Epigenetic control of gene expression occurs within discrete spatial chromosomal units called topologically associating domains (TADs), but the exact spatial requirements of most genes are unknown; this is of particular interest for genes involved in cancer. We therefore applied high-resolution chromosomal conformation capture sequencing to map the three-dimensional (3D) organization of the human locus encoding the key myeloid transcription factor PU.1 in healthy monocytes and acute myeloid leukemia (AML) cells. We identified a dynamic ~75-kb unit (SubTAD) as the genomic region in which spatial interactions between PU.1 gene regulatory elements occur during myeloid differentiation and are interrupted in AML. Within this SubTAD, proper initiation of the spatial chromosomal interactions requires PU.1 autoregulation and recruitment of the chromatin-adaptor protein LDB1 (LIM domain–binding protein 1). However, once these spatial interactions have occurred, LDB1 stabilizes them independently of PU.1 autoregulation. Thus, our data support that PU.1 autoregulates its expression in a "hit-and-run" manner by initiating stable chromosomal loops that result in a transcriptionally active chromatin architecture.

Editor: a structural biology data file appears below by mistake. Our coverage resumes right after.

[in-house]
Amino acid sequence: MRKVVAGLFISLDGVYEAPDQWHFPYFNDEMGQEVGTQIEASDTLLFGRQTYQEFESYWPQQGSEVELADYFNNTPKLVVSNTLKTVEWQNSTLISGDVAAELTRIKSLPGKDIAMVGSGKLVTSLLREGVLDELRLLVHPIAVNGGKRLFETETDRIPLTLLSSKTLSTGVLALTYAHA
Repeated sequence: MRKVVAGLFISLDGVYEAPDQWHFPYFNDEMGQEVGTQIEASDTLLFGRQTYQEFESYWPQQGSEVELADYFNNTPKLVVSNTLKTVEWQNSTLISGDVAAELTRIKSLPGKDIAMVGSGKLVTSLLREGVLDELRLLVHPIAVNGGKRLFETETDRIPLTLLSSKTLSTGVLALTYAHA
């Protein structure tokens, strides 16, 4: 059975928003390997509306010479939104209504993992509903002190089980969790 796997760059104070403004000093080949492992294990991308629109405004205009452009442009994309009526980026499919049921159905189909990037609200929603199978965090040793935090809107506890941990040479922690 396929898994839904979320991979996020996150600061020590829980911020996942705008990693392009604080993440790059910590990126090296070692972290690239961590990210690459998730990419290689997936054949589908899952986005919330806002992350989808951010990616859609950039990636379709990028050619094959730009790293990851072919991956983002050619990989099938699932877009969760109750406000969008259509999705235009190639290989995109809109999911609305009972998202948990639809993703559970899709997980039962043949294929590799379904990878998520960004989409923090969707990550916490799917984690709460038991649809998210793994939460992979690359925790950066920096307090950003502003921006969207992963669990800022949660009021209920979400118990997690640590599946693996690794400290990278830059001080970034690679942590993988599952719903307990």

Hematopoiesis and Stem Cells